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A year has
passed since German Chancellor Angela Merkel opened Germany to Syrian refugees on
August 31, 2015, dealing a savage blow to the Schengen Agreement and teeing off
a profound political conflict among the European Union states. Leaders in
Brussels espouse official optimism about their ability to resolve eventually the
multiple challenges that stem from this crisis. Even under an optimistic
scenario, however, things are likely going to get much worse before they can
begin to get better.
Professor Stefan Hedlund
Immigration is one of the many pressing issues that European policymakers failed to resolve in 2015. Not only were they unable to arrive at a common view; they could not even agree to a consistent road map. Prime Minister David Cameron’s demands to limit welfare benefits and the threat of Brexit may be giving Brussels an unexpected chance to put things right.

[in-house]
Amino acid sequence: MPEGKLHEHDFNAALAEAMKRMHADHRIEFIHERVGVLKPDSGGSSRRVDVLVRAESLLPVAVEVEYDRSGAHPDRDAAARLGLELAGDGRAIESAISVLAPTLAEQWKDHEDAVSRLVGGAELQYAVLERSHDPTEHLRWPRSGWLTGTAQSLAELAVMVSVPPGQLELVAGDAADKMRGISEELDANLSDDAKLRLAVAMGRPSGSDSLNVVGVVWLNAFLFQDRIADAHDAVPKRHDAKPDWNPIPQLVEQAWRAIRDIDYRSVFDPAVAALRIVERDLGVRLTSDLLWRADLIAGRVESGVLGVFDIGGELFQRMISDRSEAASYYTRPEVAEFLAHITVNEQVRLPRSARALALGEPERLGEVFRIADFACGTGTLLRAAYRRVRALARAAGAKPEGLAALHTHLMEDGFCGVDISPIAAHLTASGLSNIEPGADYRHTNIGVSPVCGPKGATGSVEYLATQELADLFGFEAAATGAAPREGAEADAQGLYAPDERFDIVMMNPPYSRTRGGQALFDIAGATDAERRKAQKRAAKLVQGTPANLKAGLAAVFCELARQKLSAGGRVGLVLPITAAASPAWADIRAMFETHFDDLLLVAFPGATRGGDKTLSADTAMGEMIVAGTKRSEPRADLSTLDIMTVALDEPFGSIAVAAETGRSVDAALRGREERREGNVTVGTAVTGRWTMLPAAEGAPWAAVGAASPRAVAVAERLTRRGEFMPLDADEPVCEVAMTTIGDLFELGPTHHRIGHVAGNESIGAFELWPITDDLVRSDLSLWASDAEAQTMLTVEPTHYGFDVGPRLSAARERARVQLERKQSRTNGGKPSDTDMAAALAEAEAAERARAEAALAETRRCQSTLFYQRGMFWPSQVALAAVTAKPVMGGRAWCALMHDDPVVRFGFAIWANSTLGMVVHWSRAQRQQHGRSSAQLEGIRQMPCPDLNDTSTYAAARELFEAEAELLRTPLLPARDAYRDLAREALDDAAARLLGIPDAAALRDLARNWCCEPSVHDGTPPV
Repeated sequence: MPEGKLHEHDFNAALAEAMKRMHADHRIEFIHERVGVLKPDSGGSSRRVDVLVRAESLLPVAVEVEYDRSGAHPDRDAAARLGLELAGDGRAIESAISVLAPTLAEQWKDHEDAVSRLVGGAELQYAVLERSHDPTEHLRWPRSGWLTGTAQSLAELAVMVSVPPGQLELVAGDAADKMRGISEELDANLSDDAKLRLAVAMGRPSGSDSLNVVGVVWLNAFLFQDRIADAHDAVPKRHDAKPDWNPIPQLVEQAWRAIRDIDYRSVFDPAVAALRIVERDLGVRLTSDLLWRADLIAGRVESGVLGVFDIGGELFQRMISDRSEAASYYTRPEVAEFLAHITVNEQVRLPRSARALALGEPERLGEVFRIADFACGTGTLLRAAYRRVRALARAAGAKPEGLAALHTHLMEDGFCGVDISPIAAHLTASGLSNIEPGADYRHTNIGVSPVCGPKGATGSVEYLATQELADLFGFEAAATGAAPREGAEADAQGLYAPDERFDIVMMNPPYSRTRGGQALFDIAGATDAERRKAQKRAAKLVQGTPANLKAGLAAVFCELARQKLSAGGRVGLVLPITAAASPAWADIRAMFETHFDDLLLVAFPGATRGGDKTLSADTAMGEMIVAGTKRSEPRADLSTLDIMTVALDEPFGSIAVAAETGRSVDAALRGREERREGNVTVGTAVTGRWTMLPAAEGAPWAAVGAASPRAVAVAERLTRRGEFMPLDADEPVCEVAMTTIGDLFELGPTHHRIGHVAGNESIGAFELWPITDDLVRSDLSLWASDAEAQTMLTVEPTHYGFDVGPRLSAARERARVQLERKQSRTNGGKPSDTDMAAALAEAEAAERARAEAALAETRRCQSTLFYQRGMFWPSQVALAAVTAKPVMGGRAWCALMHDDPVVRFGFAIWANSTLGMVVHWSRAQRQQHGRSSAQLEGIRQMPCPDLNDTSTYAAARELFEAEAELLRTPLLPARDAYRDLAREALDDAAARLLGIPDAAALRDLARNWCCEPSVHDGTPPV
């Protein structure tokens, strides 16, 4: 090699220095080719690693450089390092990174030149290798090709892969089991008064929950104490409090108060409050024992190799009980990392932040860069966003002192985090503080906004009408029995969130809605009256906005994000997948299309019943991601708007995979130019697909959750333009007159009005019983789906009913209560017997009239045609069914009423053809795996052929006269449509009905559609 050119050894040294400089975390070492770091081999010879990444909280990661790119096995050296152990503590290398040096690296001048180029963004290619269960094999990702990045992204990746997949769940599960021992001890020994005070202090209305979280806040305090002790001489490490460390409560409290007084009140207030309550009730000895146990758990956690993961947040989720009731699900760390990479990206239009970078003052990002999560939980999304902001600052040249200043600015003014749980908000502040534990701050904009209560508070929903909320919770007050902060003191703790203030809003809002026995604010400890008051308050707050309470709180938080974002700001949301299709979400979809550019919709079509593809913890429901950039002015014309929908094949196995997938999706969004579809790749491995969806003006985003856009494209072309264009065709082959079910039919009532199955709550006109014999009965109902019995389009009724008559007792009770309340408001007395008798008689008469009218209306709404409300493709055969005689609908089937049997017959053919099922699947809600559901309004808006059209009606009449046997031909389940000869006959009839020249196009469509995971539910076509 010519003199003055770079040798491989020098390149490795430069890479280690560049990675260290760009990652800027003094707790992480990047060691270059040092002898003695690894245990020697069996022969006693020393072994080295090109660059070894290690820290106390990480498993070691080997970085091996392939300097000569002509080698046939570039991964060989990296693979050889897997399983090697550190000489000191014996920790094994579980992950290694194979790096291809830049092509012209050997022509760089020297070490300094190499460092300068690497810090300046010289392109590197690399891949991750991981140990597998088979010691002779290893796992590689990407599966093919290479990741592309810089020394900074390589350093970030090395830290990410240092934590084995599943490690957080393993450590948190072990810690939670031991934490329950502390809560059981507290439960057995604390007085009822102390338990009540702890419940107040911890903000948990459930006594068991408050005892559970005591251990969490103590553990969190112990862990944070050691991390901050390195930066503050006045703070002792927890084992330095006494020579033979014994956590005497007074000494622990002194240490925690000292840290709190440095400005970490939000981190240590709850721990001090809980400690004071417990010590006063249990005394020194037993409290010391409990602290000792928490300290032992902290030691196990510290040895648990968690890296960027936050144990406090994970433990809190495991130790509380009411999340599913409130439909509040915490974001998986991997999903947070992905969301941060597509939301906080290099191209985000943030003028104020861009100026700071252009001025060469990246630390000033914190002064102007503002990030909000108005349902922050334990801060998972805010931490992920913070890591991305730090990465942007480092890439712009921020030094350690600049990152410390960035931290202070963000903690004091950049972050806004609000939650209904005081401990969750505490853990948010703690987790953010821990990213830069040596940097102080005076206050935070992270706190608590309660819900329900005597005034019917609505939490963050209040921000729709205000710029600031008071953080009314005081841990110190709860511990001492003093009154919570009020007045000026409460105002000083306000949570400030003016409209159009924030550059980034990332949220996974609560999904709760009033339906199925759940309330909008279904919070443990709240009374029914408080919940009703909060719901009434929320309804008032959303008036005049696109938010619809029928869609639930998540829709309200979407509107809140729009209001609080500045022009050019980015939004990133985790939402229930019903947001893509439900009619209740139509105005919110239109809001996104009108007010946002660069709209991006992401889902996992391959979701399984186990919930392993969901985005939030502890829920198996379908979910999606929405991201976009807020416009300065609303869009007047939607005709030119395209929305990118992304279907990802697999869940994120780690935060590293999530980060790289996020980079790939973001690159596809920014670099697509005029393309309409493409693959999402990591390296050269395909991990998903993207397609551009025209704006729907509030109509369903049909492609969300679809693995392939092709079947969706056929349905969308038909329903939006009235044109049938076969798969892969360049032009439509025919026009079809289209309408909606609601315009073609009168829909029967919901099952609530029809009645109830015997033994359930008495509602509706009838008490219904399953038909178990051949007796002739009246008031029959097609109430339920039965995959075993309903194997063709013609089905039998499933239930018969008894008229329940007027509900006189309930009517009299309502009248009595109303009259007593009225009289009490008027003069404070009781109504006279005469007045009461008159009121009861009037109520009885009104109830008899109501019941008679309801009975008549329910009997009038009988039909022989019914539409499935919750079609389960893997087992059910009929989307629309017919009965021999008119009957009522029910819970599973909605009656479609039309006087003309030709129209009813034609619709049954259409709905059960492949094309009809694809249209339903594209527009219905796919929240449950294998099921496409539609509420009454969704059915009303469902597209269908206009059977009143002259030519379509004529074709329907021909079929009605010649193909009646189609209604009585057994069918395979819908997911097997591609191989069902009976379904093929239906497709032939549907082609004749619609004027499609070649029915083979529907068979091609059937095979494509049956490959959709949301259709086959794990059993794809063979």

Professor Enrico Colombatto
In the United States, immigration and border security have suddenly become hot issues in the 2016 presidential campaign. Recent controversies over Middle Eastern refugees and terrorist threats have only deepened the political divide on the subject. Major reform is therefore unlikely before the November election. Even afterward, the challenges will remain so intract...
Dr. James Jay Carafano
Dr. Joseph S. Tulchin